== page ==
Columnist Patrick McNeil tells the tale of two franchises.
A tale of two histories as Saint John, Blainville-Boisbriand clash in final
A generation of hockey fans has grown up with an 18 team QMJHL, and in 2017 its two most recent entries will lock horns to crown a champion.
One could be forgiven for forgetting the link between the Saint John Sea Dogs and the Blainville-Boisbriand Armada, because the two clubs have taken very different roads since entering the QMJHL in 2005.
Life for the Armada began as the St. John’s Fog Devils, who finished ahead of the Sea Dogs in their first two campaigns in the league. But after three years on the Rock having only won a single playoff game, the Devils morphed into the Montreal Junior. There was progress, but also heartbreak, including in 2011 when the No. 2 seeded Junior crashed in Round 2. In Blainville, the club has won nine of 14 playoff rounds since arriving in 2012, but this is the first time the men in black and white have made the league final.
Had the Junior performed as expected in the 2011 postseason, their opponent would have been the Sea Dogs in the league final. Instead, Saint John topped Gatineau in six games to become President Cup champions, and a year later would repeat by sweeping Rimouski. Since the league introduced its league wide, 1 versus 16 playoff seeding in 2011, the Dogs have won titles in both years as the top ranked squad, and are now looking to be the first Maritime team to capture a third President Cup.
Amazingly, the Dogs have avoided facing any other top four clubs in their playoff voyages as regular season champions in this format. But Saint John didn’t have it easy this April in their six game series against Chicoutimi, as the Sags were the first team to ever take a top ranked Sea Dogs club past five contests in the opening three rounds. Blainville-Boisbriand comes in as the slightly more rested squad. The Armada dropped the opener to Charlottetown, but responded with authority, winning the next four games and scoring 19 times in the process.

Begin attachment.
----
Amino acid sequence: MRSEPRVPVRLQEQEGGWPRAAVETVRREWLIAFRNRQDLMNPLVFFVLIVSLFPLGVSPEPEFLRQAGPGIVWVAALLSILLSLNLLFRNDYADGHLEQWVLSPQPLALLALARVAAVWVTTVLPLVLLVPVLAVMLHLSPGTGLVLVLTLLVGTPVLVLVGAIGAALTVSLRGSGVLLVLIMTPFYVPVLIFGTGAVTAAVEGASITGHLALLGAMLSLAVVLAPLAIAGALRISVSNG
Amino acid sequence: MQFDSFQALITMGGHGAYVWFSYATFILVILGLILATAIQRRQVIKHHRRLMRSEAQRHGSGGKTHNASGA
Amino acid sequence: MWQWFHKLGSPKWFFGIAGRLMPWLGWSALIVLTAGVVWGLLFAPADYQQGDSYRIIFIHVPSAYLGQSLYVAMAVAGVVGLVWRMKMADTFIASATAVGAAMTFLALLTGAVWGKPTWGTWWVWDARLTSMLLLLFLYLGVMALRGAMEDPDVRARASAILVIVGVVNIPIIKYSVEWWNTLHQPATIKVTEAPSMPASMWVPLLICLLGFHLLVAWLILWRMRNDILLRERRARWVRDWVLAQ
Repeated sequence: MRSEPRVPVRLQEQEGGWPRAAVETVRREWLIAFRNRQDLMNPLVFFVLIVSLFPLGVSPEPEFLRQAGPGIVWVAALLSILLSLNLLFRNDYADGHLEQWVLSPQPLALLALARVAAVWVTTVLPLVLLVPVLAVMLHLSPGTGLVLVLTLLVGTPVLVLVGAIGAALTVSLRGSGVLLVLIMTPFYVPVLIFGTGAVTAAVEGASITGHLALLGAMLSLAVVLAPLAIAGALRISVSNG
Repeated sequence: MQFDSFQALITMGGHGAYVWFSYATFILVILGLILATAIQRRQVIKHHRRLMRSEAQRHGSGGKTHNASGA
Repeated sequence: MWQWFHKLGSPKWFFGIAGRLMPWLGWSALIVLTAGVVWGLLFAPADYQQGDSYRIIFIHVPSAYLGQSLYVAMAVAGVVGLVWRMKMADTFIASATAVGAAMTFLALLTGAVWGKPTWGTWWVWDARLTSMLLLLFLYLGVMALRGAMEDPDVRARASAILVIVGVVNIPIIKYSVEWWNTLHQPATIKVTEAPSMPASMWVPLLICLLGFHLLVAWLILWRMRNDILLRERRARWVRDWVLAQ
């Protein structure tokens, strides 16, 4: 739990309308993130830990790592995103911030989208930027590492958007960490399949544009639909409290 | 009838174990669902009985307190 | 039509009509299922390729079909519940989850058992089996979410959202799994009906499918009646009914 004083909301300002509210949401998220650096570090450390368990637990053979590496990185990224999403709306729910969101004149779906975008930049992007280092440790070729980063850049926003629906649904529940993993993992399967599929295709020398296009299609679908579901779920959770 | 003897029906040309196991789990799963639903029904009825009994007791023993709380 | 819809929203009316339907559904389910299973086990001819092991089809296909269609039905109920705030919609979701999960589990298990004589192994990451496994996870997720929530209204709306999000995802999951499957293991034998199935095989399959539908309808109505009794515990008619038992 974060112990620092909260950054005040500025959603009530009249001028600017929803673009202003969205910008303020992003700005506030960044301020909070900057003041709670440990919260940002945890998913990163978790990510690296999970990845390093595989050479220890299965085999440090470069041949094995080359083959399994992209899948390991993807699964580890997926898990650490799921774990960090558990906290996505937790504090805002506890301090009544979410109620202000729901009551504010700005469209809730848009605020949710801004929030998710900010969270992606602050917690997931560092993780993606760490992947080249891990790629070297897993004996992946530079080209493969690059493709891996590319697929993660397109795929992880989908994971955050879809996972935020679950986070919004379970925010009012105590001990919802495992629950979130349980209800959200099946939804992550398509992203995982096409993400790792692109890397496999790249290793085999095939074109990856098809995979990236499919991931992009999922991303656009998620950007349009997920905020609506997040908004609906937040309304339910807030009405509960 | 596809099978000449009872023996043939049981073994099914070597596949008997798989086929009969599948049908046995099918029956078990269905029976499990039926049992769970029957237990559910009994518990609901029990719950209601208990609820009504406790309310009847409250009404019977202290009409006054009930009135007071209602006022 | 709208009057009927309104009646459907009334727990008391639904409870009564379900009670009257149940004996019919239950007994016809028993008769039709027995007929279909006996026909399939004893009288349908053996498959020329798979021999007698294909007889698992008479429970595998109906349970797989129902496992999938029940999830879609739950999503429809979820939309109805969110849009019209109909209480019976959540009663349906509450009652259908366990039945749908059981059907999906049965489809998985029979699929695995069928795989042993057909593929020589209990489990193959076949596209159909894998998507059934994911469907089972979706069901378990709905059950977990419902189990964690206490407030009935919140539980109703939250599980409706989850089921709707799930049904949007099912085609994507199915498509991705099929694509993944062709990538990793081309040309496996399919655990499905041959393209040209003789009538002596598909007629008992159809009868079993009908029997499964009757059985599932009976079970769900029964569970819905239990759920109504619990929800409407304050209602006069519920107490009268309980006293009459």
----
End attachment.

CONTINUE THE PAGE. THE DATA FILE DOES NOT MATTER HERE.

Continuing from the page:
Saint John and Blainville split their regular season matches, both that took place prior to the trading period. The Armada won 3-2 at home in October thanks to an Alexandre Alain overtime goal, but the Dogs countered in December with a 4-1 win at Harbour Station. Saint John captain Spencer Smallman led the way over the two games, collecting five points. There is no post-season history to draw from, as the Sea Dogs haven’t played any incarnation of the Armada in the playoffs.
Both teams have dodged major injuries this spring, though Armada supporters wonder what their group would look like if star defenseman Jérémy Roy hadn’t been injured 10 games into the season. Fans in Cape Breton will hope to see Mira native Cole Reginato back in the lineup after he missed Game 6 in Chicoutimi. Reginato is the lone former Cape Breton player on the Port City squad, while former Eagles PierreLuc Dubois and Tobie Bisson are skating for Blainville-Boisbriand.
Dubois was a major acquisition at the trading period, and along with former Voltigeur Alex Barré-Boulet, has helped temporarily remake the identity of the Armada. Ranked third and first in playoff scoring respectively, the new forwards have lifted a Blainville outfit that finished in the bottom half in goals for in the regular season, to one that is second in playoff goals this year. Alain has done his part as well, producing at over a point a game. Despite a few ordinary performances in the semi-finals, the Joël Bouchard coached side has an ace in nets with Samuel Montembeault and his .923 post-season save percentage.
Callum Booth hasn’t produced numbers as eye popping in goal, but the Sea Dogs can feel confident having allowed less than two goals per game this post-season. Mathieu Joseph is second among point getters up front, while the Saint John offense is really being driven from the blue-line thanks to the efforts of Simon Bourque and Thomas Chabot, the latter of who has posted a gaudy +24 plus/minus in the playoffs.
The power play could be one weakness in the league leading Sea Dog squad, drawing just three power plays per contest and only producing at a 15.4 per cent rate. Blainville has been devastating with their man advantage, scoring 32.8 per cent of the time. However, the Dogs hold the Q’s top penalty kill in the playoffs, while Blainville have killed less than 75 per cent of its penalties.
At even strength or special teams, the final should be a great series, and it all begins tonight in New Brunswick.
The Saint John Sea Dogs hope to have Cole Reginato of Albert Bridge back in the lineup after he missed Game 6 in Chicoutimi.